Most people, when they hear I'm still working on my bachelor's degree, are encouraging and supportive. They get it, even when they find out it's not in nursing, which seems to be the #1 middle-age-back-to-college choice because of the need for nurses, and therefore, great salaries and great return for the investment.
But...every once in a while...I get raised eyebrows, and a "Why bother at your age?"
I shield myself from such naysayers by thinking of those who have gone before me, paving the way for those of us who flounder when expected to produce practical reasons for persistently pursuing a college degree when retirement age is around the corner.
Years ago I read an article in "Parade" about an elderly man in Chicago who had taken at least one college class every semester for, like, fifty years. He already had a collection of degrees, but still he continued, just because he loved to learn. When I first read it, I thought I'd have a degree by now, but made up my mind that I'd follow his lead and keep learning even afterward.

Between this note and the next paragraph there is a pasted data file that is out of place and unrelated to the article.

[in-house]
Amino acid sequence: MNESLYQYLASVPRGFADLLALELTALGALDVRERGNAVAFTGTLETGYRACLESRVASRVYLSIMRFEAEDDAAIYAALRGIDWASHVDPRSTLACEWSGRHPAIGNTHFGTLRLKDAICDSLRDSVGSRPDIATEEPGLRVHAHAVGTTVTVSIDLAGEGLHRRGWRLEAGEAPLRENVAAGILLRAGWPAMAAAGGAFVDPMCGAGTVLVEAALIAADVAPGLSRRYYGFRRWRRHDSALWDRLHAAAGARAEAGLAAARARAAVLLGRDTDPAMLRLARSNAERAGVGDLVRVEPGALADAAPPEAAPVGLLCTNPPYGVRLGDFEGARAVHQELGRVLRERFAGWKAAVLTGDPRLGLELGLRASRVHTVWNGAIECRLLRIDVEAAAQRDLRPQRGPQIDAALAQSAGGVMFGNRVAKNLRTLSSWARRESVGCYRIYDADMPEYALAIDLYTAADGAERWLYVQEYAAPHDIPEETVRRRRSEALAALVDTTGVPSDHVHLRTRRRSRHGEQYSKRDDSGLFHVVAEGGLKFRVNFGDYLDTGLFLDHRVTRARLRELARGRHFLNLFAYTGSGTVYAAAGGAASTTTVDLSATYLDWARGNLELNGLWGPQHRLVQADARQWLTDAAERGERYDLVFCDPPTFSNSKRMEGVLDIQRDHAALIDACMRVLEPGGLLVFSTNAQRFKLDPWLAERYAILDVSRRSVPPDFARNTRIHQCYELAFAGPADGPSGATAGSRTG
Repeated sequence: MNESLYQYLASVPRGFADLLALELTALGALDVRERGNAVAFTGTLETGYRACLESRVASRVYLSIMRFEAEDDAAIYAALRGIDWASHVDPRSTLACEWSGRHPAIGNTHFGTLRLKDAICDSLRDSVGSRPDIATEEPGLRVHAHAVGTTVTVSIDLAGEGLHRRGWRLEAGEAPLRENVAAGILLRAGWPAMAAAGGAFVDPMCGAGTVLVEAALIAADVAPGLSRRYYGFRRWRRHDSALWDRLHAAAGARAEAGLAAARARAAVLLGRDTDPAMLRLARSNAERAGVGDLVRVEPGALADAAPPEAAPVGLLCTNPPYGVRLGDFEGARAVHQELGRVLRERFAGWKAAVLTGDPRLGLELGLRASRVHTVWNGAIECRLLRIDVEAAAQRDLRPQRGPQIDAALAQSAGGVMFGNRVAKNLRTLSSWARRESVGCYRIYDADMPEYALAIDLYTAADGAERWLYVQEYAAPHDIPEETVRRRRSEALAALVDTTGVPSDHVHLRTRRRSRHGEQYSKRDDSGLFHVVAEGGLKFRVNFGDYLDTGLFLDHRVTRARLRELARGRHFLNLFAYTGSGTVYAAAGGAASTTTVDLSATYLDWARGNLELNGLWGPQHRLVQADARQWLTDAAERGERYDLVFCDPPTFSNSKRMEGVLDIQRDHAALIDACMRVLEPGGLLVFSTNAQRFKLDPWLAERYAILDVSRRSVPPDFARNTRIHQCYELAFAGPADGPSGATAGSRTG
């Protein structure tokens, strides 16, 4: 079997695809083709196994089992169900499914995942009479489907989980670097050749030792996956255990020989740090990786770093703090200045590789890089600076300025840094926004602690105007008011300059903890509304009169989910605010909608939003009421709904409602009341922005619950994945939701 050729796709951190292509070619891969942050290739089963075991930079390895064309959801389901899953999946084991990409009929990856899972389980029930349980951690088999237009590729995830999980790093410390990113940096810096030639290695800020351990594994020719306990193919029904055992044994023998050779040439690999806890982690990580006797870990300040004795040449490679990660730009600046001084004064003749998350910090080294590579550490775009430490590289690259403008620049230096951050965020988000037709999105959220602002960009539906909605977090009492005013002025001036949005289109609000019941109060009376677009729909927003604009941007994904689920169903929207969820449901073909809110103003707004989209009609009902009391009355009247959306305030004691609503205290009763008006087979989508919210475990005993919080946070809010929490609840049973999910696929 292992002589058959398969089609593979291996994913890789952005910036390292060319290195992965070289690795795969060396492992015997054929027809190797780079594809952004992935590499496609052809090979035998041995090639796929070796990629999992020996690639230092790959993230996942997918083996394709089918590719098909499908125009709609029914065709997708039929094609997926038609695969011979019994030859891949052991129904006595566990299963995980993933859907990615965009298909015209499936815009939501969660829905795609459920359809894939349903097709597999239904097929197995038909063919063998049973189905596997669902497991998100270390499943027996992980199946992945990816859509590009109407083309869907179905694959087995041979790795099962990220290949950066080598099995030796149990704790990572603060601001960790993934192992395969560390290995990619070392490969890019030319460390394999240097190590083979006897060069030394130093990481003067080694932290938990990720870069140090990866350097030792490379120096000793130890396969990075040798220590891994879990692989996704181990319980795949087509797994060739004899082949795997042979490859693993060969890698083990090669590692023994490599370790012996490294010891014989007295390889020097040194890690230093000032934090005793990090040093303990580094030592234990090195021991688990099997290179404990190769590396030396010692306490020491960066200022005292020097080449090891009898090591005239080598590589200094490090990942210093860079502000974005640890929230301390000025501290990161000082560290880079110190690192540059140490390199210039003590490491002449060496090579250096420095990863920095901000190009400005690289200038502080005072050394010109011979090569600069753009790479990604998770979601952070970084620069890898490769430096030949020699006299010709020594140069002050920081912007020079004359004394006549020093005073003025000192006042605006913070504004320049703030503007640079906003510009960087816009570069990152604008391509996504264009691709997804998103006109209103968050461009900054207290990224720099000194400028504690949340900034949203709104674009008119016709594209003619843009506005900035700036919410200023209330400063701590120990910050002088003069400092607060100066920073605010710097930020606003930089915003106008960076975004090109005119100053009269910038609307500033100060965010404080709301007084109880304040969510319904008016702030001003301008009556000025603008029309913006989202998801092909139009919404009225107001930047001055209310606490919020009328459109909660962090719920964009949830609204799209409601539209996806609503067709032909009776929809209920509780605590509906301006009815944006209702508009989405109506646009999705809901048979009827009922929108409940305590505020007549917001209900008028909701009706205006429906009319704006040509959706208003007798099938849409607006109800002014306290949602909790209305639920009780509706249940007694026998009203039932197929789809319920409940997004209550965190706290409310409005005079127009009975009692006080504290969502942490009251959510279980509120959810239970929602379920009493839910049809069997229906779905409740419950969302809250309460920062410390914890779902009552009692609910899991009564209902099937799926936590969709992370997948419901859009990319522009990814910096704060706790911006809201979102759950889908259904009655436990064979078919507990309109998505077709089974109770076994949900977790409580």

There are others who inspire me to keep plodding away, like Nola Ochs, the 95-year-old woman that graduated in May, 2007, alongside her 22-year-old granddaughter, and Winifred Jennings, 85, that just graduated from college with a bachelor's degree in behavioral sciences. (She's thinking about working on her master's degree, after taking a year off.)
I hope I can get my degree long before my 85th birthday, but even if it takes until I'm 95 (if I'm still alive, of course, God willing!), I'm gonna stick with it. I'm not out to set any records. But then, either were these role models of mine. They just loved to learn and wanted to finish what they started years before, just like me.
Winifred and Nola (and elderly man that just loves to learn), thanks for the inspiration to ignore the naysayers and keep chasing my dream.